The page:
IntroductionIn Part 1 of this multi-part series, we took a high level look at the main parts of a Flight Operations Quality Assurance (FOQA) or Flight Data Monitoring (FDM) program.In this post, we take a more in depth look at Step 1 of how the process works: Downloading the flight data from the aircraft. We will look at flight recorder options but before we do, it is important to understand the role of the Flight Data Acquisition Unit or FDAU (pronounced fe-doo).Flight Data Acquisition Unit (FDAU)There are a number of different types of flight recorders available, but what is important to note is that flight recorders are just that – recorders. They are just listening devices that record what is sent to them. We commonly have operators ask us what parameters are available on a particular flight data recorder model, but it is not the recorder model that dictates what is recorded but rather the FDAU. Rather than use this blog to describe the relationship of a FDAU and the flight recorder, we have a video on YouTube that explains this. The first 60 seconds or so explains how the FDAU and Flight Data Recorder are related.The data that the FDAU sends will vary from aircraft to aircraft, but it will include parameters important for monitoring the operation of the aircraft such as Airspeed, Altitude, Pitch, Roll, etc. If you are interested, the full list of mandatory parameters can be found in FAR 121.344. This used to be referred to as the “88 Parameter Rule”, but the list has since grown to 91.The reality, however, is that most FDAUs capture and send many more parameters than the minimum mandated by regulations, making this data stream more than suitable for a typical Flight Data Monitoring or FOQA program.When it comes to deciding how to collect and use this data, operators have two main options: Flight Data Recorders (FDR) or Quick Access Recorders (QAR). There are some other less common options that I will also mention, but these are the most common.Flight Data RecordersMany operators may be surprised to learn that a modern Flight Data Recorder is a perfectly acceptable method for collecting and downloading flight data for a Flight Data Monitoring program.Most modern transport aircraft and helicopters already have a crash survivable Flight Data Recorder (FDR) installed. Requirements vary by country, but generally large, multi-engine turbine powered aircraft (fixed wing and helicopter) will have a Flight Data Recorder equipped. (As an aside, while any recorder installed on an an aircraft is technically a flight data recorder, the term “Flight Data Recorder” is normally reserved for the crash survivable recorder.)Almost all Flight Data Recorders today are solid state, meaning that the information is stored in non-volatile memory similar to a modern solid state computer hard drive (SSD). In the past, flight data was stored on tape, wire or even foil. While those older recorders may be found in service in some developing nations, they are quite rare today and not well suited for a modern Flight Data Monitoring program – but they can and have been used in the past.A modern Flight Data Recorder, however, will capture all of the data the FDAU sends it on an easy to access medium. Data can be recovered from the FDR quickly and easily through the use of one of many commercially available “Download Units”. These units plug into the Flight Data Recorder and allow for the transfer of data to the unit’s memory. Once the download is complete, the file can be transferred to a PC, Mac, Laptop, etc.So you might be asking, if a modern Flight Data Recorder is perfectly acceptable for a Flight Data Monitoring or FOQA program, and I already have them installed on my aircraft, why is there even a market for Quick Access Recorders?There are a couple of “catches” with using the Flight Data Recorder as part of your FDM or FOQA program:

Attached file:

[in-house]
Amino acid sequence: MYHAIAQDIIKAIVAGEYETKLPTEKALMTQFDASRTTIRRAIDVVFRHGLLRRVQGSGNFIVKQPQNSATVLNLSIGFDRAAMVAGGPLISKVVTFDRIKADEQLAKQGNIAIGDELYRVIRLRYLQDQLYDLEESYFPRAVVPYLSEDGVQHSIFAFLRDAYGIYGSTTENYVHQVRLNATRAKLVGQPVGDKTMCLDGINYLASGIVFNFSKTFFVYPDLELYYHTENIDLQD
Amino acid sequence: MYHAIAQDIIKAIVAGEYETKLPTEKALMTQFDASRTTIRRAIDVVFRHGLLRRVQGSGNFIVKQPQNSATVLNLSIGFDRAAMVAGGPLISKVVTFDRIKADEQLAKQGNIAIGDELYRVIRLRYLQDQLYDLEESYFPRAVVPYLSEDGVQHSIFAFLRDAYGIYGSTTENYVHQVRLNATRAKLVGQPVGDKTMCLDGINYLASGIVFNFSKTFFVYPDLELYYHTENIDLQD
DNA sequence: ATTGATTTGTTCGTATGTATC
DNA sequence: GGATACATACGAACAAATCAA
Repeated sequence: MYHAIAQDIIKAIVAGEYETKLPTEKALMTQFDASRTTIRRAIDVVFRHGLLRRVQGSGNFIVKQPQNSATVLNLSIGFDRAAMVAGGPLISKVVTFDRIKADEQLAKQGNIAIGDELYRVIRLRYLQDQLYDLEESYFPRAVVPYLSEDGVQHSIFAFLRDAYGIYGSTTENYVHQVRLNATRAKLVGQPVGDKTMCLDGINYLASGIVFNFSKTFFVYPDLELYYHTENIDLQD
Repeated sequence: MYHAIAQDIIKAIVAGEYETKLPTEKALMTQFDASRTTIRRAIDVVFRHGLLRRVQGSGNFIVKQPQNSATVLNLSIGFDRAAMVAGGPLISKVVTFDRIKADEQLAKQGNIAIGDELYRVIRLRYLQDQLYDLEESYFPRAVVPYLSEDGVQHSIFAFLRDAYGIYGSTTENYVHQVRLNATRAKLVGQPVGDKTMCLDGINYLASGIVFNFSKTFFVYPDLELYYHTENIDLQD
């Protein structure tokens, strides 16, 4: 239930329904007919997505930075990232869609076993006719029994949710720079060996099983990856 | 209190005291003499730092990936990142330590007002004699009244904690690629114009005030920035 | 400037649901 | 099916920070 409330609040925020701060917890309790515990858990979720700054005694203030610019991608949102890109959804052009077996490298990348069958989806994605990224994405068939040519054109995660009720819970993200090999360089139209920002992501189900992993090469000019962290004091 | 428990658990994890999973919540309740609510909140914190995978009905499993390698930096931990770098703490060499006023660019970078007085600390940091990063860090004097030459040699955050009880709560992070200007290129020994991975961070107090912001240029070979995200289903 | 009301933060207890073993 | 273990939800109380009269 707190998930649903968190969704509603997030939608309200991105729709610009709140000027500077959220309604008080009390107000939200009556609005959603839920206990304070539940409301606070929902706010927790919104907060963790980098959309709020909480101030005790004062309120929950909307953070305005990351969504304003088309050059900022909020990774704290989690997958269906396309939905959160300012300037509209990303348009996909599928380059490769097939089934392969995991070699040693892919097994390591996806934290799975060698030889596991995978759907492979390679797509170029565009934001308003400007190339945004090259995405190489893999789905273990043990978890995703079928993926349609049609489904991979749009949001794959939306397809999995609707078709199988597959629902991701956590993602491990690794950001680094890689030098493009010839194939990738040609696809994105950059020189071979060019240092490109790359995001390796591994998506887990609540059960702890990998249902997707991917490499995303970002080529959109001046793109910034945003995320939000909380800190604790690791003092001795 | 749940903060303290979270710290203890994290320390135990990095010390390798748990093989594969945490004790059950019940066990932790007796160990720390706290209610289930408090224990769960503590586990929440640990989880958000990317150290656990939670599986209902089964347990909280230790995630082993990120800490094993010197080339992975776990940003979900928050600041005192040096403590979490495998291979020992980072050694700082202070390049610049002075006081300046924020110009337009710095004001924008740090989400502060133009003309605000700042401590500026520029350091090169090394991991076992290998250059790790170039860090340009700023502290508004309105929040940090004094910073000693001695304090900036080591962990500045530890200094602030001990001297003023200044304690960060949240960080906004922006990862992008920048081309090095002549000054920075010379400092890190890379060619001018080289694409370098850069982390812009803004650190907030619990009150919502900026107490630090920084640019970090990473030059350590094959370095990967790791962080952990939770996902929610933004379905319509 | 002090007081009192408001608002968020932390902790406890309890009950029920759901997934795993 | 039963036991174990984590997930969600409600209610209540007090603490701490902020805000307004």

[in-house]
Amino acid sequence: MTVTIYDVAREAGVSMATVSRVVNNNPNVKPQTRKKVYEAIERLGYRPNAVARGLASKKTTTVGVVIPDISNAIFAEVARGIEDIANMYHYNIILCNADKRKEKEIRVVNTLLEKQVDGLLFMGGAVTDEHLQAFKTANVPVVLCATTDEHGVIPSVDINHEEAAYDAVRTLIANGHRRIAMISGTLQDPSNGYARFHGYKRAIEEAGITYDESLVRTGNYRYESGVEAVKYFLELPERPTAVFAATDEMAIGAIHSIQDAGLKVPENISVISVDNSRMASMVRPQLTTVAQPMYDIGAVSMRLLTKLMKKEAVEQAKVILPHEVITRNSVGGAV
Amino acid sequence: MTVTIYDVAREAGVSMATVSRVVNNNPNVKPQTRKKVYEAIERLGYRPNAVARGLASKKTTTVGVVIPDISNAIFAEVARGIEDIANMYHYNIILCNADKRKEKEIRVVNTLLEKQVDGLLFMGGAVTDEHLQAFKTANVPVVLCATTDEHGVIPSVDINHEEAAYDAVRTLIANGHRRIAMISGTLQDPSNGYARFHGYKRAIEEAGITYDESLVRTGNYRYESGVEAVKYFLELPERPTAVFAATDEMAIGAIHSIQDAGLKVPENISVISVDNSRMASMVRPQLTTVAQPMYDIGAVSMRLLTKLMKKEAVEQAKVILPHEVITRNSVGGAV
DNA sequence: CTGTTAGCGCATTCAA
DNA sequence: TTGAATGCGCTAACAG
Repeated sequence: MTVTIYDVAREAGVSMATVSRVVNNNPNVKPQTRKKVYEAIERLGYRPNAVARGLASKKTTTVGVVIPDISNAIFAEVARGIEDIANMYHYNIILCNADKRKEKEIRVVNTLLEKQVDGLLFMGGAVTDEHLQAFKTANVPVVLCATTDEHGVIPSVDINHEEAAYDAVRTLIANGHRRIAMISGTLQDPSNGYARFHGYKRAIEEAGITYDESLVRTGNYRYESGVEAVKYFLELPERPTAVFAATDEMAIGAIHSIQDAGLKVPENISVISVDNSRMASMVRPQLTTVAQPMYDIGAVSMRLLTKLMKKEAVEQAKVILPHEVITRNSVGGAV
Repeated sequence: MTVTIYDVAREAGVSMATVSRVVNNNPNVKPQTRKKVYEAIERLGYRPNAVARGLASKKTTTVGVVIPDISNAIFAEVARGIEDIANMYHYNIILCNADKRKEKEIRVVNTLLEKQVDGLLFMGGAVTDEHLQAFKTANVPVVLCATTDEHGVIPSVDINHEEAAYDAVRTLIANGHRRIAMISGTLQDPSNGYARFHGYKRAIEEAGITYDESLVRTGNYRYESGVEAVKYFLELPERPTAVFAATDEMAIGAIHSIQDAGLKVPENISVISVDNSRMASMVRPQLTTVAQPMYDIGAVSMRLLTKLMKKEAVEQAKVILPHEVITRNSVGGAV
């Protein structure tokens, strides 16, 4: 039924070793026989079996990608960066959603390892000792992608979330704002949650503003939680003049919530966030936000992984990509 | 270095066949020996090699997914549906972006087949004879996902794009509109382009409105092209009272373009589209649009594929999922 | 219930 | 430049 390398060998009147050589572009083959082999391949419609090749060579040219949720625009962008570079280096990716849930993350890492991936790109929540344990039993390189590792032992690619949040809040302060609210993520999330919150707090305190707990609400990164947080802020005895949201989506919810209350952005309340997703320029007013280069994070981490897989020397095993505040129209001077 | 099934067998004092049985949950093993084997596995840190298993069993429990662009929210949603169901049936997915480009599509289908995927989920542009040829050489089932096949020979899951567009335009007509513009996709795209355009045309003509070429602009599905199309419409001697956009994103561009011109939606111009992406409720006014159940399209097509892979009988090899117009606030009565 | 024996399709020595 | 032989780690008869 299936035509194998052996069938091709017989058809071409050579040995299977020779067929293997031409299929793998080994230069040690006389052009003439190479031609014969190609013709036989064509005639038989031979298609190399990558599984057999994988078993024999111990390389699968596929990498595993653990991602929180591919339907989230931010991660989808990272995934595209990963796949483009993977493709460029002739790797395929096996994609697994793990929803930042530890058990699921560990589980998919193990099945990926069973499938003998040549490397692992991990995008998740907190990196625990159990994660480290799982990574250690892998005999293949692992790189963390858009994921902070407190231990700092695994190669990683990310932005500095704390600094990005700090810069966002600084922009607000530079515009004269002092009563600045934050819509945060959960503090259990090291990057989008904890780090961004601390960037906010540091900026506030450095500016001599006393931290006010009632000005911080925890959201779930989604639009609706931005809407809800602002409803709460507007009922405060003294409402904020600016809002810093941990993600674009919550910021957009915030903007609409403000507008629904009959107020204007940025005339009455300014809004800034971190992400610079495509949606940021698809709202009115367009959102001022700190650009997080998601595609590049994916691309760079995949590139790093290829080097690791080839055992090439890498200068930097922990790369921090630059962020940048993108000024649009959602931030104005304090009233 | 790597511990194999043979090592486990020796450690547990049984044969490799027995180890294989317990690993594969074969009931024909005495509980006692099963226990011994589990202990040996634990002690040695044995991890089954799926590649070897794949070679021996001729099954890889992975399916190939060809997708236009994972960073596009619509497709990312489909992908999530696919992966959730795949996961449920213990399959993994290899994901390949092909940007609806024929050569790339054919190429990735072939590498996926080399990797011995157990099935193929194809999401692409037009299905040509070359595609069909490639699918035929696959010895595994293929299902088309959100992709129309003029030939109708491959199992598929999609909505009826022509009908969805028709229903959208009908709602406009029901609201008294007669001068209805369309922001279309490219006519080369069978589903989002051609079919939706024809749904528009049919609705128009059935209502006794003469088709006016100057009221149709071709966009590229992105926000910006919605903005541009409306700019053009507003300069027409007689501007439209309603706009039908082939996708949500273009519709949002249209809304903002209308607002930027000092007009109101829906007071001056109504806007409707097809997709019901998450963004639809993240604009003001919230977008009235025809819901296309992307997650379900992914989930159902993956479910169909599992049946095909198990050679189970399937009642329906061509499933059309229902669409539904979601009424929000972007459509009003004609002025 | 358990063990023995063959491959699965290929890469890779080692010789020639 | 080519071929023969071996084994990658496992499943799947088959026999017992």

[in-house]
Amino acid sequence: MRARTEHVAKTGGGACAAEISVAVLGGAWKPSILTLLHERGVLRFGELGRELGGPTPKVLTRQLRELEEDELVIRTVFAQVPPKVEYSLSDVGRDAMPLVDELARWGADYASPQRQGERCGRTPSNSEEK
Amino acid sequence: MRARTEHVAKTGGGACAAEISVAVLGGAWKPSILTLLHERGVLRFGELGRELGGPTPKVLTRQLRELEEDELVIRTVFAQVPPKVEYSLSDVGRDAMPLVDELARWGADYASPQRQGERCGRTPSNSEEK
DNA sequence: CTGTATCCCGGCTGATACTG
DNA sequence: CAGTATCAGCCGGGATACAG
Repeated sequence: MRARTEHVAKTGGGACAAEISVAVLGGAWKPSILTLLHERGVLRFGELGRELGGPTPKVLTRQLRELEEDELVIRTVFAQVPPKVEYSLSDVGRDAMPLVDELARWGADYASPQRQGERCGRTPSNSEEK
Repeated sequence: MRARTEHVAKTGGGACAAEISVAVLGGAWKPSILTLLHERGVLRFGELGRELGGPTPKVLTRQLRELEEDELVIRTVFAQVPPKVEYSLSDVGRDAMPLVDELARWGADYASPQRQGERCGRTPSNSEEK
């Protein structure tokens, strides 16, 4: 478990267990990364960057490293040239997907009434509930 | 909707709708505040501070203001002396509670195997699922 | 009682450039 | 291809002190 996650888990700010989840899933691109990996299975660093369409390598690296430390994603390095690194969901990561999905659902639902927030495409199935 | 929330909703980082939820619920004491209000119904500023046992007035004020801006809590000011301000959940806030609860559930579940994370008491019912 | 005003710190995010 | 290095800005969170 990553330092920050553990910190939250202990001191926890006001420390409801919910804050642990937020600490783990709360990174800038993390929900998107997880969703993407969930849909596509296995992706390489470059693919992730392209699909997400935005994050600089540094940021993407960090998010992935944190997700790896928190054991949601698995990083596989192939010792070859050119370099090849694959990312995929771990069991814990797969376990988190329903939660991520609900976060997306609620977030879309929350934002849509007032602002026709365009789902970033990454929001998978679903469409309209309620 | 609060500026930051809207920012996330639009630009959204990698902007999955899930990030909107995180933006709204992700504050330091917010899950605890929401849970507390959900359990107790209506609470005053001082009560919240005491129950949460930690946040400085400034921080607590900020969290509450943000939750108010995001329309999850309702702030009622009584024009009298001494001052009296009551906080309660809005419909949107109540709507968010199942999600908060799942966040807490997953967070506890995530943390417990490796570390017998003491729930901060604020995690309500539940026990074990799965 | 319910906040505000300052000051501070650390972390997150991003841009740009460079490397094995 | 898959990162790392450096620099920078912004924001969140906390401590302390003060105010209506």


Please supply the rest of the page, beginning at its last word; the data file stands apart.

Flight Data Recorders are only required to store 25 hours worth of flight data. While some models do store much more than this, the requirement is only to store 25 hours worth of data (once the recorder is “full” it begins overwriting the oldest data). This could be a problem if you are flying 50 hours a week or more. You would be downloading data constantly if you want to achieve 100% coverage of your flights.